Sharisse Cohee
The versatile actors perform in the parking lot.

Aside from these performances taking place on nontraditional stages, the beauty of a program such as Write Out Loud is that it allows people to create their own production while weaving in modern art, such as the novel, and integrating the classic dialogue of the bard’s plays.

Director Hafso-Koppman explained the inception of the show: “It started out with Brain Rickel (Grossmont Theatre Arts instructor) hiring me to do this project associated with Write Out Loud and the book. And so, I started reading the book and started thinking about what kind of show we can do that involved Shakespeare themes and 10 actors, because that’s how many slots we had in the class.” He continued: “The most fun thing for people to do in this type of show is to just do a lot, so that it’s very frantic. So I wanted to get 10 people each playing a multitude of characters so instead of condensing one Shakespeare play, I had the idea, just given the subject matter of the book, to have
everybody feeling like they’re living in exile.”

Whether you’re a Shakespeare enthusiast or cringe at the word “soliloquy,” this traveling showcase is bound to captivate and engage you. Hafso-Koppman elaborated: “To do these scenes one after another and the theme kind of carries over so it didn’t matter too much if people didn’t know what the plays were, from the scenes or the whole
structure of the play. They would just see similar scenes one after the another and people getting to run around and play different characters.”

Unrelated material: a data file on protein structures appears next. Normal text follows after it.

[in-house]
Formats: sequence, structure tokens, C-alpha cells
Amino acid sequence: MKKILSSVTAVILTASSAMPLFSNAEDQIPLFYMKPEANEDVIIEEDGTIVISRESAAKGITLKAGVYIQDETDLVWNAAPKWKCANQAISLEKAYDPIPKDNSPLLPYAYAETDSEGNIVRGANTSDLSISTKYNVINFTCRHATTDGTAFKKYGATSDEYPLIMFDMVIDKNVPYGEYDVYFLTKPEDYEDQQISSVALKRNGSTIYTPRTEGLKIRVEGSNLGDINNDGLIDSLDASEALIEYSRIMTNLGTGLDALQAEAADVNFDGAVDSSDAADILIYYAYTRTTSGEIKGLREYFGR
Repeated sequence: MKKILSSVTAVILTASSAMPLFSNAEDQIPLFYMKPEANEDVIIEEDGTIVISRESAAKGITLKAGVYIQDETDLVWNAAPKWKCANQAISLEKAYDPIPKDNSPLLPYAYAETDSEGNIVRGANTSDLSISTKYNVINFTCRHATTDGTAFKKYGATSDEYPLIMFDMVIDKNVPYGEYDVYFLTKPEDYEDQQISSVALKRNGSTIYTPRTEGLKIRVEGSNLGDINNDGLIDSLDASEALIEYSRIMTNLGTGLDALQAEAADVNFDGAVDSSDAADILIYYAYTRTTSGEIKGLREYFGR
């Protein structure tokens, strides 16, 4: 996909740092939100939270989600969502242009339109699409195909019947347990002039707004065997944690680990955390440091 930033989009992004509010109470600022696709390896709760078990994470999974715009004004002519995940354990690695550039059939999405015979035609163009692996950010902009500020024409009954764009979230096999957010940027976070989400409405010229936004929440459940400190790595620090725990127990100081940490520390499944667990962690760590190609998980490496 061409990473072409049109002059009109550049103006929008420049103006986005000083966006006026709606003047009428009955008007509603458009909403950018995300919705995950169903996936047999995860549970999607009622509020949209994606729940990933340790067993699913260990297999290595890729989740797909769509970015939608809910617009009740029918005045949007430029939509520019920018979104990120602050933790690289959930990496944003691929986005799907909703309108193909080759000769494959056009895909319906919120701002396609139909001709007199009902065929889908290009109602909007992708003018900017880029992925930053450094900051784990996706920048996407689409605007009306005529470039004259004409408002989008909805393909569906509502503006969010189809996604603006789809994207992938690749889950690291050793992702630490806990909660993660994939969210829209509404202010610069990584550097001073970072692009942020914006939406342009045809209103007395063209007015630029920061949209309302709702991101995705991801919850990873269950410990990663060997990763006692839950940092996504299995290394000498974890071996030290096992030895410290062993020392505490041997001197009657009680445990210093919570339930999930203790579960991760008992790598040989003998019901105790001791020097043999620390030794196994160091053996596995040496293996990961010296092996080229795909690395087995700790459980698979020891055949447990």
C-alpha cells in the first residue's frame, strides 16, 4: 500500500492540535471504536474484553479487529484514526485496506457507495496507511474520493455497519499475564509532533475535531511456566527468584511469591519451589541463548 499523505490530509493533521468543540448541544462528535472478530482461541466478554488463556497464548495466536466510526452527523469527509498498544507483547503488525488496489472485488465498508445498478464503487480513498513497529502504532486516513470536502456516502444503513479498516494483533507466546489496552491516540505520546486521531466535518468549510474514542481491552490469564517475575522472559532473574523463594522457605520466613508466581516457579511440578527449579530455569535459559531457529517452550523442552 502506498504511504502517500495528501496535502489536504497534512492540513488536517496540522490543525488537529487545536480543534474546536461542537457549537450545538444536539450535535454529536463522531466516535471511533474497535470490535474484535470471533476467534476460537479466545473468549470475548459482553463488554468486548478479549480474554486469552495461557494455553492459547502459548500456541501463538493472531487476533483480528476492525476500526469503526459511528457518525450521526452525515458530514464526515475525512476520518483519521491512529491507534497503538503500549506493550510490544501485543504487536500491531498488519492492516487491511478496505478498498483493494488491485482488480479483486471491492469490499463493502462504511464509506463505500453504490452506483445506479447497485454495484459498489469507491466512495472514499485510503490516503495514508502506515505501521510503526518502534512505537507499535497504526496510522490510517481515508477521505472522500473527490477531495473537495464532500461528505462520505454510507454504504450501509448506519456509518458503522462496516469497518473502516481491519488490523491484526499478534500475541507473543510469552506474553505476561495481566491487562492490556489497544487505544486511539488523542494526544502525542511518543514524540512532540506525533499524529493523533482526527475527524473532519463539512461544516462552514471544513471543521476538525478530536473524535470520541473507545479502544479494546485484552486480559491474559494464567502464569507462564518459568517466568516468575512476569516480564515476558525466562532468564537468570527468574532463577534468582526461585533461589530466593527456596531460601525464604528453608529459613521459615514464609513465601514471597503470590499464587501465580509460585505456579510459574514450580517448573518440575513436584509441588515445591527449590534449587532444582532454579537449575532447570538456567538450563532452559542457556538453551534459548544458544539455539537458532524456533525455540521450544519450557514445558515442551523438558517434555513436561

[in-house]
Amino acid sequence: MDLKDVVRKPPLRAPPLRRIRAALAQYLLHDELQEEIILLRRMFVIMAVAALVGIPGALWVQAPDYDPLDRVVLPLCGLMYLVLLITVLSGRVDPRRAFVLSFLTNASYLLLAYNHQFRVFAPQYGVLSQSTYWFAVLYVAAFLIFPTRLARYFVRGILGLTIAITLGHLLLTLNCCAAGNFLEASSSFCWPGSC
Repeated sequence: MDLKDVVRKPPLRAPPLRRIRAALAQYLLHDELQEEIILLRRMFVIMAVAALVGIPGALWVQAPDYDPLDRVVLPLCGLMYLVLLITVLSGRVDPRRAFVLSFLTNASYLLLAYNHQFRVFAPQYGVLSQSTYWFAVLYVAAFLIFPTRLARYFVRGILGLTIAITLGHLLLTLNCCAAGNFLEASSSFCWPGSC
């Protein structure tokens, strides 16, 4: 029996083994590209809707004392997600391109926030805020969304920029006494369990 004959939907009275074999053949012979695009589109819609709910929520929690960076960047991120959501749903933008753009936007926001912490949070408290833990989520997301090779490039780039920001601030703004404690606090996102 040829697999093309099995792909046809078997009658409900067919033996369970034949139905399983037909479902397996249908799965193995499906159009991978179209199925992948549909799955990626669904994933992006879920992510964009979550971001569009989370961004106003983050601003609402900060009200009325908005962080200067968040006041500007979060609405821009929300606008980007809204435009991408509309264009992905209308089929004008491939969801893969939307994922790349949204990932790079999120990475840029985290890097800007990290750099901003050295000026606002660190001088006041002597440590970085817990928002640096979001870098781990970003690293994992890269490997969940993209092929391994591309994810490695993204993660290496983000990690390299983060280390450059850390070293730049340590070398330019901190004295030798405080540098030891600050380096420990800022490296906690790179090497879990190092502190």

After the stellar opening show, actor Kayheen Anderson described his favorite aspect of portraying Shakespeare and the personal touches of diversity the group added to the production: “One of my favorite parts about our show was the fact that we took some of the lines and put them in different languages to help the audience understand a little better,” he said. “Like in Romeo and Juliet, the nurse spoke in Spanish in some parts, then Ewan Sabri played Coriolanus in Arabic.” He continued: “Since Shakespeare already takes like 20 minutes to even understand what’s going on, we changed the language a little bit to help others who weren’t use to watching Shakespeare, understand.”

Sharisse Cohee
The group’s rendition of King Leer.

While exile remained the element of the production, another theme that rang common throughout the actors was their respect and thankfulness in having such a knowledgeable director in Hafso-Koppman. The actors praised him for teaching them, as well as allowing the actors to perform with their own personal freedom and unique touches.

“He brought a lot, a lot of energy into it, and he was always telling us to go for it whenever we had some ideas. Like for example, there’s a bit where were all huddled together and, like, chanted, ‘One, two, three, break.’ He encouraged us, like if that’s what you want go for it. Just fully commit,”
Beltran said. She further explained how the director’s theater knowledge inspired them as well: “Another thing that helped is that he had us go and say certain words that are kind of funky like
‘Albany’ and ‘doth.’”

This talented crew certainly did not disappoint in their first production of the tour as the actors engaged the audience as well as kept true to authentic Shakespeare roots, all while adding in a twist of their own. San Diego County is in store for a unique experience, as these talented actors set up their  own shop and entertain throughout April.


APRIL 12: 9:40, 10:45, 11:50 a.m. | SOUTHWEST HIGH SCHOOL, 1685 HOLISTER ST.